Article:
The Year of the Flood by Margaret Atwood

April 29, 2010 at 12:10 am 3 comments

The Adams and Eves used to say, We are what we eat, but I prefer to say, We are what we wish. Because if you can’t wish, why bother?

God, I love Margaret Atwood. She is so prolific and yet such a wonderful writer that her continued excellence honestly stuns me. Normally, writers of this caliber tire out after a certain number of novels; Atwood is still on her game, 21 novels  later.

Her latest work, The Year of the Flood, is a follow-up to the Booker Short-listed Oryx and Crake (2003). Atwood has essentially taken the world of Oryx and Crake and tilted it, allowing the reader to view the major events of that novel through the eyes of characters who formerly played minor roles.

While Oryx and Crake centered on the titular characters and their mutual friend Jimmy, who were directly responsible for the destruction portrayed at the beginning of the novel, The Year of the Flood brings the reader into the world of God’s Gardeners, an environmentalist cult whose followers are more observers than causers of the path of the narrative.

As a result, The Year of the Flood is much more focused on religion and environmentalism than the corporate criticism that characterized the earlier novel. The themes might remind readers of The Handmaid’s Tale, though the universe is still clearly that of Oryx and Crake, complete with rakunks, glowing green rabbits, and pigs with human brain tissue.

The Year of the Flood is overshadowed by its predecessor. Sure, this novel shows off Atwood’s poetry and keen sense of voice: the “sermons” she includes are written in such a different style from the rest of the narrative that it’s hard to believe the entire book is written by the same person. The Year of the Flood also showcases Atwood’s social awareness, and story is imbued with the same eerily prophetic spirit that haunted The Handmaid’s Tale.

But at the same time, Oryx and Crake was a masterpiece. This newer story could not exist without the brilliance of its companion, and it is necessary to have read the former before the latter in order to understand much of the story’s unfolding. Readers may also find themselves wondering why the liobams and Mo’hair sheep aren’t mentioned in Oryx and Crake, and if Atwood had really meant for the voice in Jimmy’s head to be the newly rechristened Ren.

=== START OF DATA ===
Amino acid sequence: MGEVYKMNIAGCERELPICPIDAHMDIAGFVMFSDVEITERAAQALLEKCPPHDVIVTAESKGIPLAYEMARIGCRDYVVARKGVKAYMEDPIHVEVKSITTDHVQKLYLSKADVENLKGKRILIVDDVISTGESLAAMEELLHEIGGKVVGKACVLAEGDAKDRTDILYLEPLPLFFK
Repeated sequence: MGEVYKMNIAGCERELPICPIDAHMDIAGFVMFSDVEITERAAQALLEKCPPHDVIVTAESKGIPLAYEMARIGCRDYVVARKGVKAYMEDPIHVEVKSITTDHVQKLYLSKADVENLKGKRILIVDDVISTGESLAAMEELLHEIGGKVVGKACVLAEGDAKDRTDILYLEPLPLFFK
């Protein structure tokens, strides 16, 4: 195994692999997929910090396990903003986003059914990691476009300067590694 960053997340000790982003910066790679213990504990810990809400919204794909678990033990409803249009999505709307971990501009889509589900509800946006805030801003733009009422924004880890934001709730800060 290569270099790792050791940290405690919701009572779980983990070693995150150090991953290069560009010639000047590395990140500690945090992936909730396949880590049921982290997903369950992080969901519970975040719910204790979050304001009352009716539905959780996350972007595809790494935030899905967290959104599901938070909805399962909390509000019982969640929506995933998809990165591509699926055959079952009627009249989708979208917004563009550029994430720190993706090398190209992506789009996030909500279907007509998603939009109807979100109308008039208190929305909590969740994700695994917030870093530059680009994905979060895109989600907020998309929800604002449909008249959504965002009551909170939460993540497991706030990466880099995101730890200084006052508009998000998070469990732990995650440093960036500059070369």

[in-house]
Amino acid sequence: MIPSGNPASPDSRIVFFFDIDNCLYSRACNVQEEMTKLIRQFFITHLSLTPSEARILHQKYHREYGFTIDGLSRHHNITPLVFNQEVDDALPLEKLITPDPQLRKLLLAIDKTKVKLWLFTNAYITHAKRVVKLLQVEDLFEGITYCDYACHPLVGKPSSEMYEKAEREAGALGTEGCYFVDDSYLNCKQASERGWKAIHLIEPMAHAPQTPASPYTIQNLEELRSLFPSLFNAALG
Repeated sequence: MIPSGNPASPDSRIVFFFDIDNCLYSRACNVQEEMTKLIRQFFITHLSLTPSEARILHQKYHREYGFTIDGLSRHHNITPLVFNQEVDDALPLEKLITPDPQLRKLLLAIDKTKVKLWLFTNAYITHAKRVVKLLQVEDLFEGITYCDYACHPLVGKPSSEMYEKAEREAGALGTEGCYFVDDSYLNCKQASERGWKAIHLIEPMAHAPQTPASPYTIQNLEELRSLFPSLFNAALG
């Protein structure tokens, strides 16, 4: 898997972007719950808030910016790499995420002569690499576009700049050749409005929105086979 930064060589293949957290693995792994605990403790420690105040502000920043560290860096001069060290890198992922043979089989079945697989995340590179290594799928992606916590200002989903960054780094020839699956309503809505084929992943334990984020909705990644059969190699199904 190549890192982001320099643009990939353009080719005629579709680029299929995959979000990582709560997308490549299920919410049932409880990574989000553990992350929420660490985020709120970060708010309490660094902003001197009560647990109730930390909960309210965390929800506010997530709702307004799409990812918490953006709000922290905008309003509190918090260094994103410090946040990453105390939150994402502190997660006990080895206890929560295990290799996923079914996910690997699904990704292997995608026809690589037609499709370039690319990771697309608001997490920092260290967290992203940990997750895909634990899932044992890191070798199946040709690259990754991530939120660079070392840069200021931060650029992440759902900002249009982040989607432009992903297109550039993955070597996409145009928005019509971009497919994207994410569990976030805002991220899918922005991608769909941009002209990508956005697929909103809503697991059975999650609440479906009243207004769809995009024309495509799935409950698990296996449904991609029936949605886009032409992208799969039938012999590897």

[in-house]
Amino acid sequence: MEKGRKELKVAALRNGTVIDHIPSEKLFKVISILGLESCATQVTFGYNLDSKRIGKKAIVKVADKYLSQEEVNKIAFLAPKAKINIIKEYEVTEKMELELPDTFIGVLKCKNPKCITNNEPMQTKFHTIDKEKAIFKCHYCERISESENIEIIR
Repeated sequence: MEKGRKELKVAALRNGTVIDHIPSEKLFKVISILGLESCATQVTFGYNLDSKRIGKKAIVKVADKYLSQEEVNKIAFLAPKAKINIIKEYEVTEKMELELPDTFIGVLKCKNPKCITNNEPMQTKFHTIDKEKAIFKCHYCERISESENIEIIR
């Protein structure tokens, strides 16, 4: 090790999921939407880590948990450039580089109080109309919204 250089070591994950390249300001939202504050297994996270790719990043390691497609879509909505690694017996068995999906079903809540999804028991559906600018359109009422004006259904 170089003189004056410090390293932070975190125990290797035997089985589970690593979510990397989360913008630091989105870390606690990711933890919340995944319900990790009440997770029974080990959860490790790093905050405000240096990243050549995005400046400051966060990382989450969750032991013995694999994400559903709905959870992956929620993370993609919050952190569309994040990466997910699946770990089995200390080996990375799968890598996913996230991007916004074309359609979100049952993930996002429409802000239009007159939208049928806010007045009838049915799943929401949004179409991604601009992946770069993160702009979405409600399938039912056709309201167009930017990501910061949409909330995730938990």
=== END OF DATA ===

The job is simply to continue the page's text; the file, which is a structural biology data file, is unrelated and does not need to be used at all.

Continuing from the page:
Atwood can be easily forgiven for these slight flaws — if they can even be called that. Lovers of Oryx and Crake will be so happy for another glimpse into this world that they probably won’t even notice small possible inconsistencies. Crake remains maddeningly enigmatic and Oryx’s past remains shrouded, though Atwood does tie up some of her earlier novel’s loose ends, such as how many people survived the “flood,” and how. Of course, the Crakers make a few appearances (does everyone find them incredibly loveable, or is it just me?).

But readers who were waiting for a continuation of the events in Oryx and Crake will be disappointed. Atwood only gives the reader a conclusion to the episode that ends her previous book, which constitues maybe twelve hours in the characters’ lives, before setting up another cliff-hanger. I literally uttered the words, “No, no, please don’t let it be over,” as I reached the last page.

However, as always Atwood knew what she was doing. Now that I think about it, she probably couldn’t have gone anywhere else with the story — though I’m sure Atwood can and will probably prove me wrong with another brilliant follow-up. With her compelling story and gripping ending, she’ll have at least this book blogger lining up for a copy.

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Entry filed under: Contemporary Fiction, Sci-fi. Tags: , , , , .

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3 Comments Add your own

  • 1. Corey  |  April 29, 2010 at 6:39 am

    Semi-related: Have you seen this? Someone did the entire Handmaid’s Tale in Tweets! Thought of you.

    Reply
    • 2. KT  |  April 29, 2010 at 8:48 pm

      I am vaguely appalled at the idea of a tweeting Offred, though the concept is interesting! I’m SO EXCITED, though, that Margaret Atwood is on Twitter! AUGH!

      Reply
      • 3. Corey  |  April 30, 2010 at 5:07 am

        Yeah! I can’t believe we missed her as part of our Tweeting authors list from a while back. Ack!

        Reply

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